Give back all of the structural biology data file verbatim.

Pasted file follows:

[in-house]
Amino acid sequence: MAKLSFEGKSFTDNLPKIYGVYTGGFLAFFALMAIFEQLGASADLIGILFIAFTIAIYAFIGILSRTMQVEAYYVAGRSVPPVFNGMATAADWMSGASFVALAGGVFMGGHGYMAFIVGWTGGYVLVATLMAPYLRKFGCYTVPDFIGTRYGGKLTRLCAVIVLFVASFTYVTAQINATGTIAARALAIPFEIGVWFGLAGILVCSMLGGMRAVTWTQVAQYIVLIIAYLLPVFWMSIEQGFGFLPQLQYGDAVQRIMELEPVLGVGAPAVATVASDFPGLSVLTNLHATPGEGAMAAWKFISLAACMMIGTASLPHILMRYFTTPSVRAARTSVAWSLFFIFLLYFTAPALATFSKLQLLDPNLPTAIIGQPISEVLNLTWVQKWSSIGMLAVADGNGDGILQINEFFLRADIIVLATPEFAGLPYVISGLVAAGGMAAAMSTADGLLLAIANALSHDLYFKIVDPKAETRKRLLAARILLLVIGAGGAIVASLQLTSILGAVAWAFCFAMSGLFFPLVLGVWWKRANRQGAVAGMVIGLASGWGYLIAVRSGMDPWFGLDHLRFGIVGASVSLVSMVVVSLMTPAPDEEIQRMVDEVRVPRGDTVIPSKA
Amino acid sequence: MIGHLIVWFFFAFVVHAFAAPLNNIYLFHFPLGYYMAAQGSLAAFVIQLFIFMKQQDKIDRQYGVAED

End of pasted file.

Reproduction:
[in-house]
Amino acid sequence: MAKLSFEGKSFTDNLPKIYGVYTGGFLAFFALMAIFEQLGASADLIGILFIAFTIAIYAFIGILSRTMQVEAYYVAGRSVPPVFNGMATAADWMSGASFVALAGGVFMGGHGYMAFIVGWTGGYVLVATLMAPYLRKFGCYTVPDFIGTRYGGKLTRLCAVIVLFVASFTYVTAQINATGTIAARALAIPFEIGVWFGLAGILVCSMLGGMRAVTWTQVAQYIVLIIAYLLPVFWMSIEQGFGFLPQLQYGDAVQRIMELEPVLGVGAPAVATVASDFPGLSVLTNLHATPGEGAMAAWKFISLAACMMIGTASLPHILMRYFTTPSVRAARTSVAWSLFFIFLLYFTAPALATFSKLQLLDPNLPTAIIGQPISEVLNLTWVQKWSSIGMLAVADGNGDGILQINEFFLRADIIVLATPEFAGLPYVISGLVAAGGMAAAMSTADGLLLAIANALSHDLYFKIVDPKAETRKRLLAARILLLVIGAGGAIVASLQLTSILGAVAWAFCFAMSGLFFPLVLGVWWKRANRQGAVAGMVIGLASGWGYLIAVRSGMDPWFGLDHLRFGIVGASVSLVSMVVVSLMTPAPDEEIQRMVDEVRVPRGDTVIPSKA
Amino acid sequence: MIGHLIVWFFFAFVVHAFAAPLNNIYLFHFPLGYYMAAQGSLAAFVIQLFIFMKQQDKIDRQYGVAED